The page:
• 45 per cent access the internet through their mobile phone (substituting fixed-line services by being mobile-only for both voice and internet)—full mobile substitution
  • other locations where these users access the internet include:
    • the workplace (36 per cent)
    • a friend’s house (23 per cent)
    • a library (14 per cent)
    • a wireless hotspot (12 per cent)
    • at school (7 per cent)
    • in an internet cafe (5 per cent).

What internet activities are mobile-only users doing with their phones? 

Internet access via a mobile phone

  • 54 per cent of mobile-only users went online using their mobile phone. The number of people using the internet via their handset increased from 37 per cent in the 12 months to December 2012. 

Internet activities via a mobile phone

  • Seeking information and using email and messaging services are the two most common online activities for mobile-only users (Table 1). 
  • The number of mobile-only users doing their banking and general online surfing increased significantly in the 12 months to December 2012 (Table 1). Table 1 Internet activities conducted via mobile phone by mobile-only users

Type of internet activity

Users
‘000

Growth*

Most popular activity

Information

1,353

82%

Maps or directions

Email and messaging

1,283

60%

Email

Entertainment

1,116

64%

Streamed video

Surfing and browsing

1,088

90%

General browsing

Banking and finance

999

94%

Checking bank account balances

Online communities

819

51%

Social networking

Transactional activities

545

79%

Research a product or service to buy

* Growth in the 12-month period to December 2012.

Full mobile substitution

  • Full mobile substitution users are people who are mobile-only for both voice and internet services. They have substituted their personal fixed-line voice and internet services for mobile services. 
  • Less than 3 per cent of the Australian population aged 18 and over—about 480,000 people—were full mobile substitution users at December 2012. 
  • The number of full mobile substitution users has increased significantly in the 12 months to December 2012, growing by 70 per cent (Figure 6). 

Figure 6 Growth of full mobile substitution users

 Growthoffullmobilesubstitutionusers gif

(XLSX 23 Kb)Growth of full mobile substitution users

Internet activities for full mobile substitution

  • A person’s internet infrastructure at home also influences the method and frequency of their online activities. Full mobile substitution users conduct a greater number of activities with their mobile phone compared to mobile-only users with a fixed home internet connection (Figure 7).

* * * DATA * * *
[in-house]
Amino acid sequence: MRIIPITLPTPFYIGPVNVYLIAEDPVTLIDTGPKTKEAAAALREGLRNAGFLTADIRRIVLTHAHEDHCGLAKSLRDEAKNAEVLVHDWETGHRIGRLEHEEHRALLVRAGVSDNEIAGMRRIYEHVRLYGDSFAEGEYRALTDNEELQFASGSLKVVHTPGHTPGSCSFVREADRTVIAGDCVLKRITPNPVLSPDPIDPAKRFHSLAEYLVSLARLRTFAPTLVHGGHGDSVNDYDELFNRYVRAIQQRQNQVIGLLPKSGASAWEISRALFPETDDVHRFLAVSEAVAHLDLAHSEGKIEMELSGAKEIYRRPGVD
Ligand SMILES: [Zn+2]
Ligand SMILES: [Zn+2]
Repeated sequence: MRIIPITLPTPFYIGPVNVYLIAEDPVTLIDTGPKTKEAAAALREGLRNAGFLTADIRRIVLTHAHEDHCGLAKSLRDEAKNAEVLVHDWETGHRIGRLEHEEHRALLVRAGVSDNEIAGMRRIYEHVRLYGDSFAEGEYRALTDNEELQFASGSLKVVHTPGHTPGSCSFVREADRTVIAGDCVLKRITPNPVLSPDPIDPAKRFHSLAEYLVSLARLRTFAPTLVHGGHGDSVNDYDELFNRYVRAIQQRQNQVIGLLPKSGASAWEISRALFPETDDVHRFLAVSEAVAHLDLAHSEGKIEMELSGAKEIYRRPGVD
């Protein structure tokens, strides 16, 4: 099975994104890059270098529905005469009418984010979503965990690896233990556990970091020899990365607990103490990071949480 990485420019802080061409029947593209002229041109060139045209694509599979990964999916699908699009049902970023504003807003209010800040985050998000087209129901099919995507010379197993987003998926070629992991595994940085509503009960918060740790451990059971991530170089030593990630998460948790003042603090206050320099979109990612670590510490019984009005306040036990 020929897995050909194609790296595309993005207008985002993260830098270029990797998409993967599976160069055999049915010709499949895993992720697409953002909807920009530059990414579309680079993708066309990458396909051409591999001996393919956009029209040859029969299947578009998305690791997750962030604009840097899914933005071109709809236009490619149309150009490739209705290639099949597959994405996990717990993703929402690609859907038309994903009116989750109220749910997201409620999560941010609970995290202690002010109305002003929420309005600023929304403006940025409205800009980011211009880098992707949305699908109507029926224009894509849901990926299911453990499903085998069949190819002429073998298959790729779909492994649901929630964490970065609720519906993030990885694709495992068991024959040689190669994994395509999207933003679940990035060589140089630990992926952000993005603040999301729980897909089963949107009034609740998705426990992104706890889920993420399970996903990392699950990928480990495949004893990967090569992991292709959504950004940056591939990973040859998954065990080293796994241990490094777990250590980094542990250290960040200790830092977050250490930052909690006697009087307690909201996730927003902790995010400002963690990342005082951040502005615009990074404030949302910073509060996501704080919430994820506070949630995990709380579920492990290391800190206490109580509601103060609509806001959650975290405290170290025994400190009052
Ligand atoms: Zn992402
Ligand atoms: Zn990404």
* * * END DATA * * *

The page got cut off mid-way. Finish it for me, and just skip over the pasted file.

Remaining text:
• Full mobile substitution users are also more likely to use their handset to go online compared to mobile-only users with a home internet connection. Full mobile substitution users are:
  • three-quarters more likely to use entertainment services
  • two-thirds more likely to conduct online banking
  • two-thirds more likely to use social media and online communities
  • fifty per cent more likely to use email
  • fifty per cent more likely to conduct transactional activities
  • a third more likely to seek information
  • a third more likely to browse and surf the internet.

Figure 7 Comparison of internet activities conducted with a mobile handset

Comparisonofinternetactivitiesconductedwithamobilehandset gif 

  (XLSX 23 Kb)Comparison of internet activities conducted with a mobile handset

Download this report [Word]

Background to the bulletin 

This is the first report in the ACMA’s research snapshots series. The bulletins are single-issue reports that analyse a key issue. They allow the ACMA to focus on matters of particular interest to stakeholders. This data is sourced from

Roy Morgan Single Source2 with data to the year ending December 2012. Further information Additional reports Access the Communications report series. 

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End notes 

1 ACMA, Communications report 2009–10 series, Report 2—Take-up and use of voice services by Australian consumers, November 2012. 2 Roy Morgan Single Source, December 2012.

Add your comments
  • sylmobile

    5/07/2013 9:01:37 AM

    What is the research design?
    Reply
    • In reply to sylmobile

      Donald Robertson

      5/07/2013 1:45:08 PM

      Thank you for your inquiry. The survey comprised 3,300 mobile phone users aged 18 years and over without a fixed-line telephone service in the home. The survey was conducted using a combination of diary and face-to-face interviews.
      Reply